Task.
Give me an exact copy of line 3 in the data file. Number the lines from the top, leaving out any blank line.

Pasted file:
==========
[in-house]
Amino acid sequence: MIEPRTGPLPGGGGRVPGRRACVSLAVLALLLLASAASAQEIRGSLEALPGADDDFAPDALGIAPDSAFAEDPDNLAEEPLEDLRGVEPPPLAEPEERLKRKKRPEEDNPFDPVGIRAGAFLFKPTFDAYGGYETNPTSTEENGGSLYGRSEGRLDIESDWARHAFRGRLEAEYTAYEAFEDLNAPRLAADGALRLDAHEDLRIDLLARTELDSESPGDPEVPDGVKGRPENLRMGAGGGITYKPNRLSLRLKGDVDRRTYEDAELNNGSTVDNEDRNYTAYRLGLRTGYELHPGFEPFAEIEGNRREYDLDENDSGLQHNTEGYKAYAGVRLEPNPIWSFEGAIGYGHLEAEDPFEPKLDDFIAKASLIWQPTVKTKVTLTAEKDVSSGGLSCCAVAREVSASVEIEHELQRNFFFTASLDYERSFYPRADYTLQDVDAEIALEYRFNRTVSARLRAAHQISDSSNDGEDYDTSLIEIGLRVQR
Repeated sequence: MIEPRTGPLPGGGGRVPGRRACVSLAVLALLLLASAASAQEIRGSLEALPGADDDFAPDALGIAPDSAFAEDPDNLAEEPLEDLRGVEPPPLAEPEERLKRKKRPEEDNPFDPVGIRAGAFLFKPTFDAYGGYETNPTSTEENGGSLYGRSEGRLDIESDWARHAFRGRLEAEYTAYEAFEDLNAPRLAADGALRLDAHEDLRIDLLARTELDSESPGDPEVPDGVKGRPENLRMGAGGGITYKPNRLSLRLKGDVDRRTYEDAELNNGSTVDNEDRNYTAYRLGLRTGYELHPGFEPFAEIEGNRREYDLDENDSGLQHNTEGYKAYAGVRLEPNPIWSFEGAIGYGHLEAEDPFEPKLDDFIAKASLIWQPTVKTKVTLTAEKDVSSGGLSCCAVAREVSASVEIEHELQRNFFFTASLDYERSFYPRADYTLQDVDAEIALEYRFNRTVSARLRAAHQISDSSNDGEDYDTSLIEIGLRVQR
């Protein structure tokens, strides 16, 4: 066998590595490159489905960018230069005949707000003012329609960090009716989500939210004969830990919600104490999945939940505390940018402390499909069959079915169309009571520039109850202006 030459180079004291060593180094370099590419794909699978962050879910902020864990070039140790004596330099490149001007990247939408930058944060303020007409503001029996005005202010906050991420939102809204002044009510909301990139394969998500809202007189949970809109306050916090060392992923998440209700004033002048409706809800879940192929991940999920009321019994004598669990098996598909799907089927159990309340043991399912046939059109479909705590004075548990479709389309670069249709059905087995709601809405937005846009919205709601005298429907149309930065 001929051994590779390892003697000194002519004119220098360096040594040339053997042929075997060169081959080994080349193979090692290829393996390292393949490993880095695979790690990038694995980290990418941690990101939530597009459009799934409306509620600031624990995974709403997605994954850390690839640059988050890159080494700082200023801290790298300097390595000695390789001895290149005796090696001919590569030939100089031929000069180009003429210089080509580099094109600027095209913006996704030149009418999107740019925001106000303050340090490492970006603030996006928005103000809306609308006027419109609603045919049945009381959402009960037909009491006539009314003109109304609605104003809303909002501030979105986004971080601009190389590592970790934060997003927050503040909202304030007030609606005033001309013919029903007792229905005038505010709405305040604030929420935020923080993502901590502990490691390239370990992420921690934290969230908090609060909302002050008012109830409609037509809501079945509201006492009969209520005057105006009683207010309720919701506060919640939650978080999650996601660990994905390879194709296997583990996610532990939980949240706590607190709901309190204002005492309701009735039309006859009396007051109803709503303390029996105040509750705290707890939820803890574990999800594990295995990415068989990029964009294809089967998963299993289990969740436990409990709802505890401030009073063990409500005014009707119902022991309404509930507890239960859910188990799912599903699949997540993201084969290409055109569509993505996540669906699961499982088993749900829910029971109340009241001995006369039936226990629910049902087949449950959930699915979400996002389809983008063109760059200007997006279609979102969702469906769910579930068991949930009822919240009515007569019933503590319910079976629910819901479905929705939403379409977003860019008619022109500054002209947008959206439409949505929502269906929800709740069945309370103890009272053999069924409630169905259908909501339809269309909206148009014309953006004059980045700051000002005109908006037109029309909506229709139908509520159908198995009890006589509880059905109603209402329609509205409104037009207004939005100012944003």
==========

Repeated sequence: MIEPRTGPLPGGGGRVPGRRACVSLAVLALLLLASAASAQEIRGSLEALPGADDDFAPDALGIAPDSAFAEDPDNLAEEPLEDLRGVEPPPLAEPEERLKRKKRPEEDNPFDPVGIRAGAFLFKPTFDAYGGYETNPTSTEENGGSLYGRSEGRLDIESDWARHAFRGRLEAEYTAYEAFEDLNAPRLAADGALRLDAHEDLRIDLLARTELDSESPGDPEVPDGVKGRPENLRMGAGGGITYKPNRLSLRLKGDVDRRTYEDAELNNGSTVDNEDRNYTAYRLGLRTGYELHPGFEPFAEIEGNRREYDLDENDSGLQHNTEGYKAYAGVRLEPNPIWSFEGAIGYGHLEAEDPFEPKLDDFIAKASLIWQPTVKTKVTLTAEKDVSSGGLSCCAVAREVSASVEIEHELQRNFFFTASLDYERSFYPRADYTLQDVDAEIALEYRFNRTVSARLRAAHQISDSSNDGEDYDTSLIEIGLRVQR